5. This will bring you to a screen where you can upload the zip file you configured earlier. It is probably also a good idea to name your version with a reasonable label. Now, we need to once again configure the inbound rules for AWS so that the ElasticBeanstalk instance can talk to the MongoDB replica set. This can be easily configured using AWS security groups.
  6. Navigate to “Services->EC2”. Select “Network & Security -> Security Groups” from the navigation bar on the left side of the screen. You should now see something like this:

  7. ElasticBeanstalk will have created a default security group for itself when you configured it earlier. In the case - it is the one with the description “SecurityGroup for ElasticBeanstalk Environment”. Copy the Group ID for this entry into your clipboard.

  8. Open up the inbound rules for the security group containing your database servers, and add a custom TCP rule for port 27000. Select “Custom IP” and paste the Group ID for the ElasticBeanstalk security group. This allows our ElasticBeanstalk instance to connect to our MongoDB replica set while still preventing general access from the outside world.
  9. We can now test our deployed parse-server endpoint using the GET and POST commands from the Parse API. If you have curl, the following commands will test basic functionality.
curl -X POST \
  -H "X-Parse-Application-Id: ${MY_PARSE_APP_ID}" \
  -H "X-Parse-Master-Key: ${MY_PARSE_MASTER_KEY}" \
  -H "Content-Type: application/json" \
  -d '{"score":1337,"playerName":"Sean Plott","cheatMode":false}' \
  http://${MY_ELASTIC_BEANSTALK_INSTANCE}/parse/classes/GameScore

curl -X GET \
  -H "X-Parse-Application-Id: ${MY_PARSE_APP_ID}" \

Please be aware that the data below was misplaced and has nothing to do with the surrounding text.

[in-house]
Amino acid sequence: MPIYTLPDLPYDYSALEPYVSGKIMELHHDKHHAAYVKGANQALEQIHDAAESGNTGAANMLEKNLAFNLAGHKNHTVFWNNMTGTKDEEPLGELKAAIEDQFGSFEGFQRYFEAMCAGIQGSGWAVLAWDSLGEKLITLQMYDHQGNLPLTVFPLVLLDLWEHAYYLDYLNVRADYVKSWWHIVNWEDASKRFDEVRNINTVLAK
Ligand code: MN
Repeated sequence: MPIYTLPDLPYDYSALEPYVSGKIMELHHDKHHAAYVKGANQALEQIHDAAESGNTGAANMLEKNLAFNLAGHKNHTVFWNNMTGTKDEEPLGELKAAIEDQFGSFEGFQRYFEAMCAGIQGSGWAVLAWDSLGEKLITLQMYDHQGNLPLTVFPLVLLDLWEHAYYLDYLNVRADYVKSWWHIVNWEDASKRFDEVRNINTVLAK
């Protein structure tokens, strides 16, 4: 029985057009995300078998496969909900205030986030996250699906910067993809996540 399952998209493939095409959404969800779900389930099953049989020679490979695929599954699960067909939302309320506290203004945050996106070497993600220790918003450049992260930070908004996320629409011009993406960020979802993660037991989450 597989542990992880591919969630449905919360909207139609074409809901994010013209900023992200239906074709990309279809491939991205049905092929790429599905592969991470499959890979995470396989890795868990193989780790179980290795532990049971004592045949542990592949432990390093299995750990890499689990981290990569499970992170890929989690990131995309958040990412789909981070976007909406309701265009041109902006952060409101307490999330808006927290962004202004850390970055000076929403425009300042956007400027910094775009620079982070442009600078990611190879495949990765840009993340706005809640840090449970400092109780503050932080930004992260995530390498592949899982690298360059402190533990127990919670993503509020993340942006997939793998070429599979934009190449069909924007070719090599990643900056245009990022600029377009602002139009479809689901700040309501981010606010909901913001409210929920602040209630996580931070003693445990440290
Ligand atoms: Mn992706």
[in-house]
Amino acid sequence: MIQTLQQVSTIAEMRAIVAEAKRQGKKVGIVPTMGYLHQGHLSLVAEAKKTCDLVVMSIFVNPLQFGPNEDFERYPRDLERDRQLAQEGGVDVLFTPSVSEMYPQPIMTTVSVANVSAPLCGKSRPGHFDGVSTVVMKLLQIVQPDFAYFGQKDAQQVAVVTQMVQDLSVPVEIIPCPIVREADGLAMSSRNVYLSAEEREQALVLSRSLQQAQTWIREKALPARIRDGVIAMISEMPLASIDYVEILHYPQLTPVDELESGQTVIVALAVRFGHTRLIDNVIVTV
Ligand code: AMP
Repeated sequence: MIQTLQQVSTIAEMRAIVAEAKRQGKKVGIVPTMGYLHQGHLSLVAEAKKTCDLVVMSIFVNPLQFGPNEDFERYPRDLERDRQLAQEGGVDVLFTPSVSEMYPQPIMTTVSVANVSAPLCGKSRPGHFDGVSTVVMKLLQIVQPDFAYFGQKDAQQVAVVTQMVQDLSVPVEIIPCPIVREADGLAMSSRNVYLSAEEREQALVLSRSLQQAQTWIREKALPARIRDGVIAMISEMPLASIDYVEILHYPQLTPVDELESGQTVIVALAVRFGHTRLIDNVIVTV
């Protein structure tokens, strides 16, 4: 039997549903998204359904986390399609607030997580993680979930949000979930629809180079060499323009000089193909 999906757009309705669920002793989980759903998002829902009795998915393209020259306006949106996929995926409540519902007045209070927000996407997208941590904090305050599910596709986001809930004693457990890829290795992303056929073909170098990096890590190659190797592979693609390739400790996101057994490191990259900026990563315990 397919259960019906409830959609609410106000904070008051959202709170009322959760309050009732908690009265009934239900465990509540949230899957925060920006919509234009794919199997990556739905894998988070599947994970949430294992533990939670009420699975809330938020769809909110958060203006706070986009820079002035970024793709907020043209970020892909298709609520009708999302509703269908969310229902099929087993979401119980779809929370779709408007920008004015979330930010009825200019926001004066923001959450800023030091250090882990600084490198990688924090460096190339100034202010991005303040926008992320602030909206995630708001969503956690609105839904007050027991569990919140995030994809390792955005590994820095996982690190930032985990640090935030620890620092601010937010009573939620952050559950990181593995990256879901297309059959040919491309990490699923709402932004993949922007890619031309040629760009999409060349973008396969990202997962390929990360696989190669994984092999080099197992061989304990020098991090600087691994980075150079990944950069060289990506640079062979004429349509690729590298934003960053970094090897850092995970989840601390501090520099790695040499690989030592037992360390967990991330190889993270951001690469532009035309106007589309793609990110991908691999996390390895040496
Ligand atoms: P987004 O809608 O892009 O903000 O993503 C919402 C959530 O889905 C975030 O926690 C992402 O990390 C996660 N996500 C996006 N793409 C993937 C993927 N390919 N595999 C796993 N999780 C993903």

-H "X-Parse-Master-Key: ${MY_PARSE_MASTER_KEY}" \
  http://${MY_ELASTIC_BEANSTALK_INSTANCE}/parse/classes/GameScore

5. Test application with new infrastructure


Please use your standard application tests to ensure all functionality works on your new, open source Parse infrastructure. The open source parse-server package does not cover the complete feature set offered by Parse, and your application may not function exactly the same as before. The Parse migration guide has more details on the differences between Parse and parse-server in "Section 8 - Compatibility Issues". We urge users to read these sections carefully and test their apps thoroughly before moving forward with a full migration. If you are interested in getting help with this process, or learning more about your options for running your own MongoDB deployment, our professional services team is here to speak with you.

6. Export data from Parse into MongoDB replica set


Requirements

  • MongoDB replica set on AWS EC2
  • Access to Parse admin dashboard
  • User with admin privileges on MongoDB replica set

Instructions

  1. Go to the new Parse dashboard > “App Settings” and click on “Migrate to external database”.
  • Provide the MongoDB_ReplicaSet_URI which we defined in Step 2 above.
  • Click the “Begin the migration” button.
  • Ensure that the data is written to your MongoDB Replica Set.

7. Looking forward


MongoDB is here to support the Parse community, and we will continue to monitor and vet best practices and new tools. As these expand, we will also be expanding this tutorial, and other resources to help users adapt to the new landscape.


Learn more. Join us for a live presentation on the steps required to migrate from the Parse platform to your own deployment of MongoDB on Amazon Web Services.

Step-by-Step Parse Migration Plan